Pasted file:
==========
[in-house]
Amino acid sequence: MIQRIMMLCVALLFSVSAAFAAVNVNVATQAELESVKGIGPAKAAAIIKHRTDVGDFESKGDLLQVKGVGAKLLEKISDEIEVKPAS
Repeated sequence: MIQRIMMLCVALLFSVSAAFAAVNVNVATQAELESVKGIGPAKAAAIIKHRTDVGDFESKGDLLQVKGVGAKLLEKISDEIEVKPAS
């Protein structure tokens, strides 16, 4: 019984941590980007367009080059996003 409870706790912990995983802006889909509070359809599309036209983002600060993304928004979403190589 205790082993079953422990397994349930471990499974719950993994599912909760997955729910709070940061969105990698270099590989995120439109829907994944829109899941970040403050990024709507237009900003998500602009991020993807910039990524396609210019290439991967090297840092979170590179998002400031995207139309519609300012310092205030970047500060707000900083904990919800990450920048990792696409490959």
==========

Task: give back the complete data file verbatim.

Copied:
[in-house]
Amino acid sequence: MIQRIMMLCVALLFSVSAAFAAVNVNVATQAELESVKGIGPAKAAAIIKHRTDVGDFESKGDLLQVKGVGAKLLEKISDEIEVKPAS
Repeated sequence: MIQRIMMLCVALLFSVSAAFAAVNVNVATQAELESVKGIGPAKAAAIIKHRTDVGDFESKGDLLQVKGVGAKLLEKISDEIEVKPAS
């Protein structure tokens, strides 16, 4: 019984941590980007367009080059996003 409870706790912990995983802006889909509070359809599309036209983002600060993304928004979403190589 205790082993079953422990397994349930471990499974719950993994599912909760997955729910709070940061969105990698270099590989995120439109829907994944829109899941970040403050990024709507237009900003998500602009991020993807910039990524396609210019290439991967090297840092979170590179998002400031995207139309519609300012310092205030970047500060707000900083904990919800990450920048990792696409490959």